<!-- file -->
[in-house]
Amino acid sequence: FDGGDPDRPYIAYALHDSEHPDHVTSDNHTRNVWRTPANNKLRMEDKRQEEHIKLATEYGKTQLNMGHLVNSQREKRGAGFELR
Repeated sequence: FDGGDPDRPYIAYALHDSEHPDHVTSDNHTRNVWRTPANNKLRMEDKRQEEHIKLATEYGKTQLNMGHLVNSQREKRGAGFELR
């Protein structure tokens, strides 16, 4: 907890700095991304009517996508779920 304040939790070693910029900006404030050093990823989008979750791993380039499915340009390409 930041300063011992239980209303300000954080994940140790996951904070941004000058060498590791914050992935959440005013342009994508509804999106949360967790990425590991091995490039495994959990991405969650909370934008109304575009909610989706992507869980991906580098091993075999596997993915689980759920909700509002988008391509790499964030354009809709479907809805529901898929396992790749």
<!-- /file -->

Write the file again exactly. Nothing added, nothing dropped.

[in-house]
Amino acid sequence: FDGGDPDRPYIAYALHDSEHPDHVTSDNHTRNVWRTPANNKLRMEDKRQEEHIKLATEYGKTQLNMGHLVNSQREKRGAGFELR
Repeated sequence: FDGGDPDRPYIAYALHDSEHPDHVTSDNHTRNVWRTPANNKLRMEDKRQEEHIKLATEYGKTQLNMGHLVNSQREKRGAGFELR
């Protein structure tokens, strides 16, 4: 907890700095991304009517996508779920 304040939790070693910029900006404030050093990823989008979750791993380039499915340009390409 930041300063011992239980209303300000954080994940140790996951904070941004000058060498590791914050992935959440005013342009994508509804999106949360967790990425590991091995490039495994959990991405969650909370934008109304575009909610989706992507869980991906580098091993075999596997993915689980759920909700509002988008391509790499964030354009809709479907809805529901898929396992790749």